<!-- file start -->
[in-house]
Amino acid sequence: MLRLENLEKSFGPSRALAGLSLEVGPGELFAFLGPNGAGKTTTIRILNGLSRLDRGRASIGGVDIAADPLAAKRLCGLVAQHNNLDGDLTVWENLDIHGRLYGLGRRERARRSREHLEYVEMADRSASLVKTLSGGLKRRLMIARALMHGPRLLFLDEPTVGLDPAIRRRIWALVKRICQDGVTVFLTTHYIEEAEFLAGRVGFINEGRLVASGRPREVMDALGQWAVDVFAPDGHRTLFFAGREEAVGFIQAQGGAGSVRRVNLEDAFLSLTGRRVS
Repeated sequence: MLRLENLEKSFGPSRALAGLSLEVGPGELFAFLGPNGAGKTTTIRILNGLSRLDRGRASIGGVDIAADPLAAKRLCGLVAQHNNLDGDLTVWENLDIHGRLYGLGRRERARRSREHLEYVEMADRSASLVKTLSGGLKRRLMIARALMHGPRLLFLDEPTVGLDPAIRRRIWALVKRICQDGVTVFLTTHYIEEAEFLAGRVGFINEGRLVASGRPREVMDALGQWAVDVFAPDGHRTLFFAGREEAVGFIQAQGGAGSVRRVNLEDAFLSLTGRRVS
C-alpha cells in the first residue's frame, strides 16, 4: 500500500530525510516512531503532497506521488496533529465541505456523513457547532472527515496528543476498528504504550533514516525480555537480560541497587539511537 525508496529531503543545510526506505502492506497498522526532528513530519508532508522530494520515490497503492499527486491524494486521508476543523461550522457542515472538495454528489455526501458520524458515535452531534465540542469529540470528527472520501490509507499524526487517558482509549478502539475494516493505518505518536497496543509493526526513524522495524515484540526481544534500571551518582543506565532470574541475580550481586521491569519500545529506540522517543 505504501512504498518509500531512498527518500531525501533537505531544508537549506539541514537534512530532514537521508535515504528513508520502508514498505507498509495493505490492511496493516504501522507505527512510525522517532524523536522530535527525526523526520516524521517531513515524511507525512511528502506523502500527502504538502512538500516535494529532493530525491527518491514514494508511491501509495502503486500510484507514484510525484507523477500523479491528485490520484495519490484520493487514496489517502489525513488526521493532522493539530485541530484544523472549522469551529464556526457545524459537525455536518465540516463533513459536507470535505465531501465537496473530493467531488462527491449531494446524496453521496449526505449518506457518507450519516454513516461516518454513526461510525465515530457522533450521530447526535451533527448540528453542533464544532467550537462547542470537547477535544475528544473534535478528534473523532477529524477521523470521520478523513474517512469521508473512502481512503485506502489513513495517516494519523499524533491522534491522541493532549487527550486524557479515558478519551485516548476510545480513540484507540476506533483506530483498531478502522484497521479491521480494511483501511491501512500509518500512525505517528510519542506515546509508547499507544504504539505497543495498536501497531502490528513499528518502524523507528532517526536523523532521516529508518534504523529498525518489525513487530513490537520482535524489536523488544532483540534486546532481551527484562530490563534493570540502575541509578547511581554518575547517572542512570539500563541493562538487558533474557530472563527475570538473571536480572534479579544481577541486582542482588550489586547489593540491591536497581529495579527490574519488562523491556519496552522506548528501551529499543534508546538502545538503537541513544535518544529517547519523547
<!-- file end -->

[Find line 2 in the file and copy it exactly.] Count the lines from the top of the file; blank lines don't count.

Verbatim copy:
Amino acid sequence: MLRLENLEKSFGPSRALAGLSLEVGPGELFAFLGPNGAGKTTTIRILNGLSRLDRGRASIGGVDIAADPLAAKRLCGLVAQHNNLDGDLTVWENLDIHGRLYGLGRRERARRSREHLEYVEMADRSASLVKTLSGGLKRRLMIARALMHGPRLLFLDEPTVGLDPAIRRRIWALVKRICQDGVTVFLTTHYIEEAEFLAGRVGFINEGRLVASGRPREVMDALGQWAVDVFAPDGHRTLFFAGREEAVGFIQAQGGAGSVRRVNLEDAFLSLTGRRVS